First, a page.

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23 Jan 2019
Jamie Gibbs Alice Campion

The best electric vans for 2019

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Want to take the plunge into the brave new world of electric vans? We've got you covered.

With the benefits of electric vans becoming increasingly clear, it’s no wonder their popularity is on the rise.

Here are some of the latest models on the market as well as a preview of coming attractions.

Nissan E-NV200

E-NV200

The Nissan E-NV200 was the best-selling electric van in Europe in 2016 and 2017. It’s clear that Nissan has a very strong affiliation with electric cars after the popularity of the Leaf. 

Nissan mentions that the quietness of the E-NV200 will assist with early morning deliveries in residential areas, or indoors, without causing a disturbance. 

Not only does it have a range of 108 Km, It also has plenty of space - 4.2 m3 to be exact. According to Nissan, this is enough to hold two euro pallets, or cargo weighing up to 770 kg. Loading this cargo is easy too, with wide opening rear doors and sliding side doors. 

The hill-start assist and the single-shift transmission are all great points that aim to reduce driver fatigue. 

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Renault Kangoo Z.E. 33

kangoo

The Kangoo Z.E. 33 has a 170 mile range, and an upgraded battery pack that makes it more efficient than the previous model.

The van comes with a real-time range calculator so you know exactly how much energy you’re consuming or recovering.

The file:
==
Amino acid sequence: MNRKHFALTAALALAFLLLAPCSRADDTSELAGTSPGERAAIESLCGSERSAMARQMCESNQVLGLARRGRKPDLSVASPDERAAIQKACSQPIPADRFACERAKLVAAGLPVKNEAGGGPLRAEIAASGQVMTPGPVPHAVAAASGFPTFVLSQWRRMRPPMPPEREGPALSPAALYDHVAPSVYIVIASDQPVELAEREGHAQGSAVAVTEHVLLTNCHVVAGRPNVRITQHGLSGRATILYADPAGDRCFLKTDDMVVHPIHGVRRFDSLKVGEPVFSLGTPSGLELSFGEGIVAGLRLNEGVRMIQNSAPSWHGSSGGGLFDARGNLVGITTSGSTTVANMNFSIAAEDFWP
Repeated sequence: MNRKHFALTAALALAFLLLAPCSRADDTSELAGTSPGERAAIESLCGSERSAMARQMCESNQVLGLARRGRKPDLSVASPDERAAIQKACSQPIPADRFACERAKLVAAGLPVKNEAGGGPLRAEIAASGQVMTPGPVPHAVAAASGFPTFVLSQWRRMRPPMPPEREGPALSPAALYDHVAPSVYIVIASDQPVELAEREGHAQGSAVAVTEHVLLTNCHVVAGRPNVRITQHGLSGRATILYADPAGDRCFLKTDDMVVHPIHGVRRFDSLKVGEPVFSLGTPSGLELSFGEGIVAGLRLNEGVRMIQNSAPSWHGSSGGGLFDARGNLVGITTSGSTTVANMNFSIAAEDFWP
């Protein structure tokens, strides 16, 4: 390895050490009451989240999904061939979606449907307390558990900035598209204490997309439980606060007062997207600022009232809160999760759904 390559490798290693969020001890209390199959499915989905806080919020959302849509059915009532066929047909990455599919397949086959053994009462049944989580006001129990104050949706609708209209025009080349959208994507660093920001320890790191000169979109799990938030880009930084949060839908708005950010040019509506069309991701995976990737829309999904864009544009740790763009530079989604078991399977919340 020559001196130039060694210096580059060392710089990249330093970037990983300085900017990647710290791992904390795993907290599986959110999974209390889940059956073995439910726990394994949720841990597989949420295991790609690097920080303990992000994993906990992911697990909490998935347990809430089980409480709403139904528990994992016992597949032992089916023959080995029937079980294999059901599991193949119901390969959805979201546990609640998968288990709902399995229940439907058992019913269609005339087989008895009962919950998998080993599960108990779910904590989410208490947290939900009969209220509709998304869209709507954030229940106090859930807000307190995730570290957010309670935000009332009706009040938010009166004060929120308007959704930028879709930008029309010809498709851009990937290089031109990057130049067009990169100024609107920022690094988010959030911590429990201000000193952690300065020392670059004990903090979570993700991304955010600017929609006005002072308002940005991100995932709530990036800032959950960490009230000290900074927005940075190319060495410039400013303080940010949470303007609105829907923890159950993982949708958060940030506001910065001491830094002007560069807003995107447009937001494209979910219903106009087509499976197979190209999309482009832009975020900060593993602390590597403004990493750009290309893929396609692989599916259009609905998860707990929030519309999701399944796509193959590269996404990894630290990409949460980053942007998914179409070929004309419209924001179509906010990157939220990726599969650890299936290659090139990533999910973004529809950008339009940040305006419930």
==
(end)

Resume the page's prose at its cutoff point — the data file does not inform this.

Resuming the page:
The Kangoo mitigates its lack of engine noise with an alert that warns pedestrians of its presence. The alert activates between 0.6 mph and 18.6 mph, and is especially useful in the city. 

Citroen Berlingo Electric

Berlingo

Citroen seems to know the van industry, as their regular Berlingo has been one of the market leaders. An upside of the Berlingo Electric is that the battery is included in the price, which helps for budgeting. 

It also boasts comfort with air conditioning, electric doors, mirrors and windows. The cabin is also very spacious with Bluetooth and a CD/MP3 player. 

The load capacity is up to 4.1 m3 and has a load length of between 1.8 m and 2.05 m with a payload of up to 636 kg.

Another handy feature of the Berlingo is that the front passenger seat folds flat, which increases the load length to a maximum of 4.4 m. The middle seat in the front even folds down to create a desk. Great for any last minute paperwork.

Iveco Daily Electric

Iveco electric van

The Iveco Daily Electric has a fast charging mode, taking only two hours to reach full capacity. 

The battery is an excellent feature of the Iveco. As well as the fast charging mode, it has an extended range of 280 km (New European Driving Cycle). The battery is optimised for all weather conditions. No more reduced battery life in cold weather!

And due to new battery technology the Iveco can hold a payload of up to 100 kg. Its gross weight is up to 5.6 tonnes and up to 19.6 m3 cargo volume.

Other features include a detachable tablet, and an in-built TomTom navigation system. 

Electric vans coming to the UK soon

Mercedes-Benz e-Vito

Mercedes electric van

The Mercedes Benz e-Vito is available to order, though it's not officially released just yet. With a 41.4 kWh battery, the new Mercedes has a 90-mile range, and can go up to 60 miles in low temperatures. These figures are based on the vehicle having a full load. 

The battery is also stored underneath the floor, giving it a lower centre of gravity and easy access to the load area.

It also has an incredible pay-load of 1000 kg and a load space of 6 m3. 

Given these features, you can see that this van was intended for tradespeople, delivery drivers and public transport providers

VW ID. Buzz

VW electric

The iconic type 20 camper van has been re-imagined by VW. Every detail of the new ID Buzz echoes the beloved camper van the VW became known for. 

VW hope to get the ID Buzz into production in 2020, with self-driving features going live in 2025. And despite the luxurious look, VW wants to make this vehicle “affordable for millions, not just to millionaires”. 

The van has a theoretical range of 600 km and VW claims it can be charged from 0-80% in just 30 minutes. 

First published 28 April 2018

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